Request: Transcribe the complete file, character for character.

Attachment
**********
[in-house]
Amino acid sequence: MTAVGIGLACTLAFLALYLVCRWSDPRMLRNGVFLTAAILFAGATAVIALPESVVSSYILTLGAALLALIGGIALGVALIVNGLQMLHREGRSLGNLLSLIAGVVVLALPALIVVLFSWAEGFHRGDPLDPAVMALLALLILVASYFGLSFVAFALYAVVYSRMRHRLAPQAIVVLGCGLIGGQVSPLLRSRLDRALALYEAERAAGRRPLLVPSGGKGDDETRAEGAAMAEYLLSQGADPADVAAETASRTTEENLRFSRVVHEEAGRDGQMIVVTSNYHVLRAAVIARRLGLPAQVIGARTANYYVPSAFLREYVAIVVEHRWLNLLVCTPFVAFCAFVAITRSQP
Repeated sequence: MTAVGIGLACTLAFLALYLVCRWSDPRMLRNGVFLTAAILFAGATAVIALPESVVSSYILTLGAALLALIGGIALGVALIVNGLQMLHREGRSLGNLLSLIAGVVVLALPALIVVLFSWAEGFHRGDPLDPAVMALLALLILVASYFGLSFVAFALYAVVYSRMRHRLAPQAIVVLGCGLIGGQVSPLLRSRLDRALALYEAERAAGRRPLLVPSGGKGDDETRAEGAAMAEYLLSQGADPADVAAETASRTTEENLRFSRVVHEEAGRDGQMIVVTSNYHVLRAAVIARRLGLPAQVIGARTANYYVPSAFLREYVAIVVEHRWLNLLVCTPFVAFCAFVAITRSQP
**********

[in-house]
Amino acid sequence: MTAVGIGLACTLAFLALYLVCRWSDPRMLRNGVFLTAAILFAGATAVIALPESVVSSYILTLGAALLALIGGIALGVALIVNGLQMLHREGRSLGNLLSLIAGVVVLALPALIVVLFSWAEGFHRGDPLDPAVMALLALLILVASYFGLSFVAFALYAVVYSRMRHRLAPQAIVVLGCGLIGGQVSPLLRSRLDRALALYEAERAAGRRPLLVPSGGKGDDETRAEGAAMAEYLLSQGADPADVAAETASRTTEENLRFSRVVHEEAGRDGQMIVVTSNYHVLRAAVIARRLGLPAQVIGARTANYYVPSAFLREYVAIVVEHRWLNLLVCTPFVAFCAFVAITRSQP
Repeated sequence: MTAVGIGLACTLAFLALYLVCRWSDPRMLRNGVFLTAAILFAGATAVIALPESVVSSYILTLGAALLALIGGIALGVALIVNGLQMLHREGRSLGNLLSLIAGVVVLALPALIVVLFSWAEGFHRGDPLDPAVMALLALLILVASYFGLSFVAFALYAVVYSRMRHRLAPQAIVVLGCGLIGGQVSPLLRSRLDRALALYEAERAAGRRPLLVPSGGKGDDETRAEGAAMAEYLLSQGADPADVAAETASRTTEENLRFSRVVHEEAGRDGQMIVVTSNYHVLRAAVIARRLGLPAQVIGARTANYYVPSAFLREYVAIVVEHRWLNLLVCTPFVAFCAFVAITRSQP